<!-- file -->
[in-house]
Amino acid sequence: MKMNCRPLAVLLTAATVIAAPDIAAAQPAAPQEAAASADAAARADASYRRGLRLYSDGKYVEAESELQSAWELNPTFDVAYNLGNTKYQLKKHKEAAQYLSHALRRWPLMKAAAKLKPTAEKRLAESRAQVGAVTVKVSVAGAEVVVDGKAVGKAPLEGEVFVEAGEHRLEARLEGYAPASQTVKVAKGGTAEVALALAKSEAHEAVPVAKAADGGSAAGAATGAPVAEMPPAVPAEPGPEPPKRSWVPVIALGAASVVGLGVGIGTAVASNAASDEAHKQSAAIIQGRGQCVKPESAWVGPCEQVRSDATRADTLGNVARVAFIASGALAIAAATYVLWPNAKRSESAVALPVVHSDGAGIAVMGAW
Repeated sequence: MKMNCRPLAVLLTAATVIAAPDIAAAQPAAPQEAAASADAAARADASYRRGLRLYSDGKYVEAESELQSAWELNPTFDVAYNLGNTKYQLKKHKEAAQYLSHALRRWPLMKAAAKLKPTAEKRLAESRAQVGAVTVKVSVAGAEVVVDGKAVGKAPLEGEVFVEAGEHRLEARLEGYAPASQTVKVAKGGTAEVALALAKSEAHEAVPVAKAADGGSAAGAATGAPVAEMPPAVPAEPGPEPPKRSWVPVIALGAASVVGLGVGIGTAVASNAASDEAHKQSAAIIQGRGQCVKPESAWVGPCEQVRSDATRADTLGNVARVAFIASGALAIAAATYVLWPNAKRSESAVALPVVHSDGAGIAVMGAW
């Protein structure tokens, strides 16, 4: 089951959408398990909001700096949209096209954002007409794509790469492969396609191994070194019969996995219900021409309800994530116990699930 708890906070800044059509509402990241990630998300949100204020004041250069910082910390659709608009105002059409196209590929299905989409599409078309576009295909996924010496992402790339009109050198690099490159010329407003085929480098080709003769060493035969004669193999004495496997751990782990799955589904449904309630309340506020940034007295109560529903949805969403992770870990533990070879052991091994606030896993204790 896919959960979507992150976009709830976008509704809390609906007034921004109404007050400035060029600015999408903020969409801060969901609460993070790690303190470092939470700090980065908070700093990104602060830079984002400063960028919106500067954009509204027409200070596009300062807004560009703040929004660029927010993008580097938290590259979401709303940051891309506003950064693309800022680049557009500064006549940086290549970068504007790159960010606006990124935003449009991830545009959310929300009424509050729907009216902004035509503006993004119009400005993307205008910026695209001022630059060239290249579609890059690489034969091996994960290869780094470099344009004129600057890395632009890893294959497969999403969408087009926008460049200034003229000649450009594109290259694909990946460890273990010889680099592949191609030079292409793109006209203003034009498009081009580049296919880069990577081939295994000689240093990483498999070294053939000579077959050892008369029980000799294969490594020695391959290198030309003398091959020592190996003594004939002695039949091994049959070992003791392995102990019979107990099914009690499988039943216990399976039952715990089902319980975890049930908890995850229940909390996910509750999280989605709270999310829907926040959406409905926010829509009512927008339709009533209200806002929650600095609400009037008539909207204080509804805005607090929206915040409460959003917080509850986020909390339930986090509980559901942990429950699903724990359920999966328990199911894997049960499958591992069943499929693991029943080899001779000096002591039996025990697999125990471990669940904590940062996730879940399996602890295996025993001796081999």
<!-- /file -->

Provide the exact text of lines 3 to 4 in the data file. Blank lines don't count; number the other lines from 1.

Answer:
Repeated sequence: MKMNCRPLAVLLTAATVIAAPDIAAAQPAAPQEAAASADAAARADASYRRGLRLYSDGKYVEAESELQSAWELNPTFDVAYNLGNTKYQLKKHKEAAQYLSHALRRWPLMKAAAKLKPTAEKRLAESRAQVGAVTVKVSVAGAEVVVDGKAVGKAPLEGEVFVEAGEHRLEARLEGYAPASQTVKVAKGGTAEVALALAKSEAHEAVPVAKAADGGSAAGAATGAPVAEMPPAVPAEPGPEPPKRSWVPVIALGAASVVGLGVGIGTAVASNAASDEAHKQSAAIIQGRGQCVKPESAWVGPCEQVRSDATRADTLGNVARVAFIASGALAIAAATYVLWPNAKRSESAVALPVVHSDGAGIAVMGAW
């Protein structure tokens, strides 16, 4: 089951959408398990909001700096949209096209954002007409794509790469492969396609191994070194019969996995219900021409309800994530116990699930 708890906070800044059509509402990241990630998300949100204020004041250069910082910390659709608009105002059409196209590929299905989409599409078309576009295909996924010496992402790339009109050198690099490159010329407003085929480098080709003769060493035969004669193999004495496997751990782990799955589904449904309630309340506020940034007295109560529903949805969403992770870990533990070879052991091994606030896993204790 896919959960979507992150976009709830976008509704809390609906007034921004109404007050400035060029600015999408903020969409801060969901609460993070790690303190470092939470700090980065908070700093990104602060830079984002400063960028919106500067954009509204027409200070596009300062807004560009703040929004660029927010993008580097938290590259979401709303940051891309506003950064693309800022680049557009500064006549940086290549970068504007790159960010606006990124935003449009991830545009959310929300009424509050729907009216902004035509503006993004119009400005993307205008910026695209001022630059060239290249579609890059690489034969091996994960290869780094470099344009004129600057890395632009890893294959497969999403969408087009926008460049200034003229000649450009594109290259694909990946460890273990010889680099592949191609030079292409793109006209203003034009498009081009580049296919880069990577081939295994000689240093990483498999070294053939000579077959050892008369029980000799294969490594020695391959290198030309003398091959020592190996003594004939002695039949091994049959070992003791392995102990019979107990099914009690499988039943216990399976039952715990089902319980975890049930908890995850229940909390996910509750999280989605709270999310829907926040959406409905926010829509009512927008339709009533209200806002929650600095609400009037008539909207204080509804805005607090929206915040409460959003917080509850986020909390339930986090509980559901942990429950699903724990359920999966328990199911894997049960499958591992069943499929693991029943080899001779000096002591039996025990697999125990471990669940904590940062996730879940399996602890295996025993001796081999």